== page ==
His hugely successful radio show, ‘The Global Network’, neatly combines his entire musical loves. Featuring all elements of his musical palette, plus guest mixes from the likes of DJ Hell, Marc Romboy, Gabriel Ananda, and Steve Lawler, the show is now broadcast on over 40 stations worldwide.
Quite where it all began depends on where you first discovered Pete or his music. Gooding has long been synonymous with Ibiza. But if you’ve ever set foot on La Isla Blanca, or heard him at his countless UK and international gigs, you’ll know his musical clout extends far beyond chillout or obscure ambient electronica – his repertoire includes tracks that take you from beach to sunset to block-rocking main room without missing a beat. His appearances at Cafe Mambo have extended beyond his residency that lasted 10 summers. As Mambo grew from a handful of tables on the beach front to a luxury terrace complete with ice-cold water spritzers to cool the crowd, so did its reputation as the prime position for a perfect sunset vibe, long since eclipsing Cafe Del Mar thanks to Pete’s chilled beats that gave way to a writhing mass of clubbers the second the sun dropped behind the ocean.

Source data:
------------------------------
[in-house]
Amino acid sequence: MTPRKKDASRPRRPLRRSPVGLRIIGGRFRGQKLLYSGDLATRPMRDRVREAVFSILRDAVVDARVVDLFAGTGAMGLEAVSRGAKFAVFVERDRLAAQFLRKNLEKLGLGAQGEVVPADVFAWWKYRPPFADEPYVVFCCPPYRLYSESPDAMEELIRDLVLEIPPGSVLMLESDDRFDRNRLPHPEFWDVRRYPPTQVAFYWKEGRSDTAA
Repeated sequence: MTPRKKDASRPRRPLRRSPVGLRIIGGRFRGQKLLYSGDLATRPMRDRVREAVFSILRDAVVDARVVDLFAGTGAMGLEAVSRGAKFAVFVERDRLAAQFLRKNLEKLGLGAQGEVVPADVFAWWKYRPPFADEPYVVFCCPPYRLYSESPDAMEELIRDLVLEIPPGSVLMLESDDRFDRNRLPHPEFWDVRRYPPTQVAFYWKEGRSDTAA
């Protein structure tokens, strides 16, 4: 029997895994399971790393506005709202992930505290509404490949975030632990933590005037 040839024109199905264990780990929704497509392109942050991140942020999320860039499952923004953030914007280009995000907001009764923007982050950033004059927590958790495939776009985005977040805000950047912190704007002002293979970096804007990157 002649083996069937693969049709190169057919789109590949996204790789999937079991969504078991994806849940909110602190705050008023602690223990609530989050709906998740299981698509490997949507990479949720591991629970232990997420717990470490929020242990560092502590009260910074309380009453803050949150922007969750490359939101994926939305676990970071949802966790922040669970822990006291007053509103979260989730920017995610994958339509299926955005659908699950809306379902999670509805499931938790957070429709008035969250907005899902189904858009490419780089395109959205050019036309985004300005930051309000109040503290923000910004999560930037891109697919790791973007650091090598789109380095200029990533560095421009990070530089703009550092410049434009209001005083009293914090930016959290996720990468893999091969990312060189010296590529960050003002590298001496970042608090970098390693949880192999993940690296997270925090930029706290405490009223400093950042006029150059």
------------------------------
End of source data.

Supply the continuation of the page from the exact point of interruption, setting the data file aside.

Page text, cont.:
2002 saw him scoop Best Ibiza DJ at the prestigious Pacha Awards. Pete Tong’s Essential Selection confirmed Gooding’s role as Ibizan institution (alongside vodka-limons) by adopting Mambo as its spiritual home, and made Gooding a fixture on Radio One’s various summer broadcasts, where he also played on shows for the likes of Danny Rampling and Seb Fontaine. But there’s much more to Pete than Mambo: “Chillout is such a small element of what I do, so it seems weird that people sometimes associate me with that. I play cutting edge electronic dance music, and that’s what I want to put out on the label, and what you’ll hear in my DJ sets”.